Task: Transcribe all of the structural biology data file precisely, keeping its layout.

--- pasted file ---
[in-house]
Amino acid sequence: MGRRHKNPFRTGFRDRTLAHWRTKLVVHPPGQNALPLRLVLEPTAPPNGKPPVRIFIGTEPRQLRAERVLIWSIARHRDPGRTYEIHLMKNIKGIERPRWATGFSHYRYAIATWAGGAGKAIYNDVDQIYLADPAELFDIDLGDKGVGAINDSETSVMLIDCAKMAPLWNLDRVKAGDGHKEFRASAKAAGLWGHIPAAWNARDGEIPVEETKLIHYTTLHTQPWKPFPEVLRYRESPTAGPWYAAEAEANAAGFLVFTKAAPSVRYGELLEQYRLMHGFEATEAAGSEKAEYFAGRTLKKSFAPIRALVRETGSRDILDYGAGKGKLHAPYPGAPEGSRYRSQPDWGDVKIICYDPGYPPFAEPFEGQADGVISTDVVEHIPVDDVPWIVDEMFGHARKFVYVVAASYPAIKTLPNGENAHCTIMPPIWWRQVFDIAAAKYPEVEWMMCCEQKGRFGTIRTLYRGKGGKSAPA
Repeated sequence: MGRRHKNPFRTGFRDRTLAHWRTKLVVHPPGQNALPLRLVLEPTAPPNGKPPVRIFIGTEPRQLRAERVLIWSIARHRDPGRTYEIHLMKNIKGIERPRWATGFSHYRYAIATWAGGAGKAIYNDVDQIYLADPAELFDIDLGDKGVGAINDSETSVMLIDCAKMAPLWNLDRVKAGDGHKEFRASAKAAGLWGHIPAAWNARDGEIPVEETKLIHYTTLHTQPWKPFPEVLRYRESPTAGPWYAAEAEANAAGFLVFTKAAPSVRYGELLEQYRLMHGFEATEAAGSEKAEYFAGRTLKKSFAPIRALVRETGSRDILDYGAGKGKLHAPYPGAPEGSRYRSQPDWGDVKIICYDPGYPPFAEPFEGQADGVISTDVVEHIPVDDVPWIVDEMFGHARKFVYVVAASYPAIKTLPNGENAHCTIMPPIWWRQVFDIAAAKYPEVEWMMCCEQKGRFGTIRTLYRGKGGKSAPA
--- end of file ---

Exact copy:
[in-house]
Amino acid sequence: MGRRHKNPFRTGFRDRTLAHWRTKLVVHPPGQNALPLRLVLEPTAPPNGKPPVRIFIGTEPRQLRAERVLIWSIARHRDPGRTYEIHLMKNIKGIERPRWATGFSHYRYAIATWAGGAGKAIYNDVDQIYLADPAELFDIDLGDKGVGAINDSETSVMLIDCAKMAPLWNLDRVKAGDGHKEFRASAKAAGLWGHIPAAWNARDGEIPVEETKLIHYTTLHTQPWKPFPEVLRYRESPTAGPWYAAEAEANAAGFLVFTKAAPSVRYGELLEQYRLMHGFEATEAAGSEKAEYFAGRTLKKSFAPIRALVRETGSRDILDYGAGKGKLHAPYPGAPEGSRYRSQPDWGDVKIICYDPGYPPFAEPFEGQADGVISTDVVEHIPVDDVPWIVDEMFGHARKFVYVVAASYPAIKTLPNGENAHCTIMPPIWWRQVFDIAAAKYPEVEWMMCCEQKGRFGTIRTLYRGKGGKSAPA
Repeated sequence: MGRRHKNPFRTGFRDRTLAHWRTKLVVHPPGQNALPLRLVLEPTAPPNGKPPVRIFIGTEPRQLRAERVLIWSIARHRDPGRTYEIHLMKNIKGIERPRWATGFSHYRYAIATWAGGAGKAIYNDVDQIYLADPAELFDIDLGDKGVGAINDSETSVMLIDCAKMAPLWNLDRVKAGDGHKEFRASAKAAGLWGHIPAAWNARDGEIPVEETKLIHYTTLHTQPWKPFPEVLRYRESPTAGPWYAAEAEANAAGFLVFTKAAPSVRYGELLEQYRLMHGFEATEAAGSEKAEYFAGRTLKKSFAPIRALVRETGSRDILDYGAGKGKLHAPYPGAPEGSRYRSQPDWGDVKIICYDPGYPPFAEPFEGQADGVISTDVVEHIPVDDVPWIVDEMFGHARKFVYVVAASYPAIKTLPNGENAHCTIMPPIWWRQVFDIAAAKYPEVEWMMCCEQKGRFGTIRTLYRGKGGKSAPA